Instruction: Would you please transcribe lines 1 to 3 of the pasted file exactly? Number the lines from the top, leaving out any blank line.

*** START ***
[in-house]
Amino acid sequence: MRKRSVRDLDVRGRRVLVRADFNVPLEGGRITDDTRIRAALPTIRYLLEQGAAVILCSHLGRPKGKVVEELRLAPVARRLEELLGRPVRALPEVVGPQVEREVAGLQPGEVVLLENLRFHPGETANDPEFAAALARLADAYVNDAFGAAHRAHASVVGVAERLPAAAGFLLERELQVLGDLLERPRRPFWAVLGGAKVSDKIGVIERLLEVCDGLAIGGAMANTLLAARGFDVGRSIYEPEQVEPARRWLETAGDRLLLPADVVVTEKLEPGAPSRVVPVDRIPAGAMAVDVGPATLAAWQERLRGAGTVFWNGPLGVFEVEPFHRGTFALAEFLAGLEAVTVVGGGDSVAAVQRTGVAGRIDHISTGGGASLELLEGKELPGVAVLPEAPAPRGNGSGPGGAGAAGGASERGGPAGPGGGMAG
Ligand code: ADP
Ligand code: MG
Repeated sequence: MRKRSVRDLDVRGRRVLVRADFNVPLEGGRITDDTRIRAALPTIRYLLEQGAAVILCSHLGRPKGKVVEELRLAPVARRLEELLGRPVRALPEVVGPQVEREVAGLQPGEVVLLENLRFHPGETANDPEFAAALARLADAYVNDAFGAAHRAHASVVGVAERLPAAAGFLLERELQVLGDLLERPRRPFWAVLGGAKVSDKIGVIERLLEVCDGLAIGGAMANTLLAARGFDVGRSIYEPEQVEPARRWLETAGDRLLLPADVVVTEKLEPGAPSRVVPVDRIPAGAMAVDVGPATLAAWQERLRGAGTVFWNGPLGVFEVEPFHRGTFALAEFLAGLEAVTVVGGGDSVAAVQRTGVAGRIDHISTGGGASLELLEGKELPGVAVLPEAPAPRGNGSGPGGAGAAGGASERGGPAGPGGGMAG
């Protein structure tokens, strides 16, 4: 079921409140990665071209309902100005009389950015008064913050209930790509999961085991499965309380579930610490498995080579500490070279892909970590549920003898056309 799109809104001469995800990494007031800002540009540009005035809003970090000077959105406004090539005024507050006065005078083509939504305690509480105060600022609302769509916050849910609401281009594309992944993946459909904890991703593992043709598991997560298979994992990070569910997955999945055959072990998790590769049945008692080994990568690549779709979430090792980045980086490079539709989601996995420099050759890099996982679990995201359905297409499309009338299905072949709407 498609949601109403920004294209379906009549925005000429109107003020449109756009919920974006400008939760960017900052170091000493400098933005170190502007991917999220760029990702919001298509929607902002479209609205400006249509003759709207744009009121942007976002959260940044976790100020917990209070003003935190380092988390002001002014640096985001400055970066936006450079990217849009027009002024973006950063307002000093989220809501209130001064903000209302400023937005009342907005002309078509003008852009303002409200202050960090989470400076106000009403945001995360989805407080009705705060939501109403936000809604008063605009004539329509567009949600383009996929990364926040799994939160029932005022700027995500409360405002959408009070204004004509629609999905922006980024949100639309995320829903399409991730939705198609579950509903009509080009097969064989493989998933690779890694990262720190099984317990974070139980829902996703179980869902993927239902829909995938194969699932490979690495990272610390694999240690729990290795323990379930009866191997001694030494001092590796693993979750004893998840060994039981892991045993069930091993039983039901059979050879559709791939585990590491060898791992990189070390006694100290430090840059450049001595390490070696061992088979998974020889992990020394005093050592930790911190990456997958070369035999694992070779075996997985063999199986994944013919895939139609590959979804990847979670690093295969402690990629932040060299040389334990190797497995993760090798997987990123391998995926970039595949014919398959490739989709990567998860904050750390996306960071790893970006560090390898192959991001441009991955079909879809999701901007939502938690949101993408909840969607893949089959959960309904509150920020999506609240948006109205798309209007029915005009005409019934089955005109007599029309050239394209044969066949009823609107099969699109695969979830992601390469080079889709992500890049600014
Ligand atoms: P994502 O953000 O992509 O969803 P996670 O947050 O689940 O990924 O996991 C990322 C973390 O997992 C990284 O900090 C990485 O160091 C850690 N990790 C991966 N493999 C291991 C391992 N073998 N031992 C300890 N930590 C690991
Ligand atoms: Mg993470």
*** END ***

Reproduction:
[in-house]
Amino acid sequence: MRKRSVRDLDVRGRRVLVRADFNVPLEGGRITDDTRIRAALPTIRYLLEQGAAVILCSHLGRPKGKVVEELRLAPVARRLEELLGRPVRALPEVVGPQVEREVAGLQPGEVVLLENLRFHPGETANDPEFAAALARLADAYVNDAFGAAHRAHASVVGVAERLPAAAGFLLERELQVLGDLLERPRRPFWAVLGGAKVSDKIGVIERLLEVCDGLAIGGAMANTLLAARGFDVGRSIYEPEQVEPARRWLETAGDRLLLPADVVVTEKLEPGAPSRVVPVDRIPAGAMAVDVGPATLAAWQERLRGAGTVFWNGPLGVFEVEPFHRGTFALAEFLAGLEAVTVVGGGDSVAAVQRTGVAGRIDHISTGGGASLELLEGKELPGVAVLPEAPAPRGNGSGPGGAGAAGGASERGGPAGPGGGMAG
Ligand code: ADP